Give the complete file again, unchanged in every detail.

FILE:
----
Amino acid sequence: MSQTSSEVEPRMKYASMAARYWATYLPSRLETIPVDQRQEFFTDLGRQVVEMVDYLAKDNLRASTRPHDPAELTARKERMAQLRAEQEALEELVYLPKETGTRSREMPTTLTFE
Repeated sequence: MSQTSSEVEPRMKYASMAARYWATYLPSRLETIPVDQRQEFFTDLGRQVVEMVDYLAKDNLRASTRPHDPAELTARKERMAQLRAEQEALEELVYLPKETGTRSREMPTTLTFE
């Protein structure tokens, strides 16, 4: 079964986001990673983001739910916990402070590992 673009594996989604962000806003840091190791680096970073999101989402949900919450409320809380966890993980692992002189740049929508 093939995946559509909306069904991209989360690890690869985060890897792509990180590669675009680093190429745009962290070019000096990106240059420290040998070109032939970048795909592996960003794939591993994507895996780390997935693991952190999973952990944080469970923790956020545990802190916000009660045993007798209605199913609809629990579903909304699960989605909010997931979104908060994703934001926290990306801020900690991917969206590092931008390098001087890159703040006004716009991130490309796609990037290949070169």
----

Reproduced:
Amino acid sequence: MSQTSSEVEPRMKYASMAARYWATYLPSRLETIPVDQRQEFFTDLGRQVVEMVDYLAKDNLRASTRPHDPAELTARKERMAQLRAEQEALEELVYLPKETGTRSREMPTTLTFE
Repeated sequence: MSQTSSEVEPRMKYASMAARYWATYLPSRLETIPVDQRQEFFTDLGRQVVEMVDYLAKDNLRASTRPHDPAELTARKERMAQLRAEQEALEELVYLPKETGTRSREMPTTLTFE
């Protein structure tokens, strides 16, 4: 079964986001990673983001739910916990402070590992 673009594996989604962000806003840091190791680096970073999101989402949900919450409320809380966890993980692992002189740049929508 093939995946559509909306069904991209989360690890690869985060890897792509990180590669675009680093190429745009962290070019000096990106240059420290040998070109032939970048795909592996960003794939591993994507895996780390997935693991952190999973952990944080469970923790956020545990802190916000009660045993007798209605199913609809629990579903909304699960989605909010997931979104908060994703934001926290990306801020900690991917969206590092931008390098001087890159703040006004716009991130490309796609990037290949070169």